Queens trails New York City's other boroughs when it comes to the recovery in the housing market, according to new city data compiled by New York University's Furman Center for Real Estate and Urban Policy.
With Thanksgiving weekend marking the traditional start to the holiday shopping season, retailers are offering big discounts to draw in shoppers. But many New Yorkers say they're opting out of Black Friday, preferring to shop closer to the December holidays and online.
Government statistics confirm what New Yorkers have always said: it costs a lot more to live in New York City than anywhere else.
Wall Street is on track to earn more than $19 billion in profits, making 2010 the industry's fourth most profitable year in 30 years.
Overall home lending fell last year in New York City, but not for low and moderate income buyers, according to a new report by New York University's Furman Center for Real Estate and Urban Policy.
Since the financial crisis hit in September 2008, the city has added a record 9,200 hotel rooms, 10 percent of total supply. Experts say before the financial crisis, Manhattan hotels turned customers away because there was so much demand. Now, there are lower rates and less demand.
Consumer debt continued to fall in the third quarter, but at a slower pace than previous quarters.
Now that the election is over, congressional Republicans are vowing to repeal President Barack Obama's health care overhaul. But administration officials are defending the benefits of the law.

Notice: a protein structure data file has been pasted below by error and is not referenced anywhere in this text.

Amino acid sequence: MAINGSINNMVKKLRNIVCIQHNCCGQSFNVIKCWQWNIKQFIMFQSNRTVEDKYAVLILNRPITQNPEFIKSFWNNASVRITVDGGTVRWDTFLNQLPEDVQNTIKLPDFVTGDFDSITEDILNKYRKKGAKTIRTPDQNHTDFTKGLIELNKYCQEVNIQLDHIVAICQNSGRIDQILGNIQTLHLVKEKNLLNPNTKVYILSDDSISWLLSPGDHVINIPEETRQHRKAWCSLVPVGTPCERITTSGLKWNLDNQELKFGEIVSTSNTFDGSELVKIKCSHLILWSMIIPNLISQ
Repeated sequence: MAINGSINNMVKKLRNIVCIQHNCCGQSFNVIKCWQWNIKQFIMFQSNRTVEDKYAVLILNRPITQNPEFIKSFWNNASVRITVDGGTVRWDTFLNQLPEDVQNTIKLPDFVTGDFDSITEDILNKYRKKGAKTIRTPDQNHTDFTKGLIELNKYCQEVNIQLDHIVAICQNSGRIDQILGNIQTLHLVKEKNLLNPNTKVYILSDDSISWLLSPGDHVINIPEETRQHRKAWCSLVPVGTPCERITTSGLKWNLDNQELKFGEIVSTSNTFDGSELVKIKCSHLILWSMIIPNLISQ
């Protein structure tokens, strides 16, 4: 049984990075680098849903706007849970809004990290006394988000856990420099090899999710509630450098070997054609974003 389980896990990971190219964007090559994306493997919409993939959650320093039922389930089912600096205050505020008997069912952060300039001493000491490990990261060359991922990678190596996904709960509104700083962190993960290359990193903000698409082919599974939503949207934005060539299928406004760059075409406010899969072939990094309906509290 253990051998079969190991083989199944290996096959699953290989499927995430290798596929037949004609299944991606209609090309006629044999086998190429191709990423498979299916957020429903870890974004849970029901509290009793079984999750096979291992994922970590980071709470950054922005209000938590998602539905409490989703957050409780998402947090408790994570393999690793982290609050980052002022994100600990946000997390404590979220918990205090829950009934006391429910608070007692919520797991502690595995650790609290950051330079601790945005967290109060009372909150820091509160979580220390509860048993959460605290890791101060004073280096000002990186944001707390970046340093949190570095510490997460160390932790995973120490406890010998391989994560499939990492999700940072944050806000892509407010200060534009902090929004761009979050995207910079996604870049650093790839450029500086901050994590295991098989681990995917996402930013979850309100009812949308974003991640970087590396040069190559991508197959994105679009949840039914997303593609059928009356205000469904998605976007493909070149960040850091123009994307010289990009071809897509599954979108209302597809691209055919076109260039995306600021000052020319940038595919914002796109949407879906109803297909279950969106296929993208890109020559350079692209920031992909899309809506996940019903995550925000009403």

An industry of data collectors and data interpreters that has emerged around elections and the millions of dollars of business they generate every year. Politicians want this information because they're trying to figure out who you are and how you view the world, so they can do a better job winning you over.
Prudential Douglas Elliman reports that in Brooklyn, a typical home sold for $485,504 from July to September, up 2 percent from the same period a year ago. But in Queens, the median price slipped 2 percent to $355,000.
Former State Comptroller Alan Hevesi plead guilty today for accepting nearly $1 million in gifts and campaign contributions from a money manager who landed hundreds of millions of dollars worth of business from the state’s giant pension fund. Hevesi’s guilty plea marks the seventh in an ongoing investigation by Attorney General Andrew Cuomo into a “pay-to-play” scheme at the pension fund.
The tide may be turning in Manhattan's rental market.
Billionaire investor George Soros, who has contributed generously to Democratic campaigns, weighed into the political debate of Bush-era tax cuts, saying President Obama should let them expire.
William Dudley, the president of the Federal Reserve Bank of New York, called the current outlook on jobs and inflation "unacceptable" today and said the U.S. Federal Reserve will almost certainly offer more support to the U.S. economy in the future.
New York newspapers began reporting Tuesday that former state comptroller Alan Hevesi was going to plead guilty to a felony corruption charge. State Attorney General Andrew Cuomo, who is the Democratic candidate for governor, has refused to comment on the case, even though it is his office who has been investigating Hevesi.
The man who built Barnes & Noble into the country's largest bookstore chain won his fight for control of the company -- at least for now.
Two years after filing for bankruptcy, Lehman Brothers is a shadow of what it once was, but it's still got employees and office space.
More than 5,000 riders in Brooklyn and Queens who lost bus service this past summer due to MTA cuts will now be able to ride private vans along their old routes.
While the economy flailed this summer, gold prices hit a record high. WNYC reporter Lisa Chow has been reporting on the growing trend of gold investments and talks about who is investing in gold and why.
When the economic crisis hit, Adam Gold decided to buy a gun, stockpile a year's supply of food and invest in gold. So far, at least one of those investments has paid off.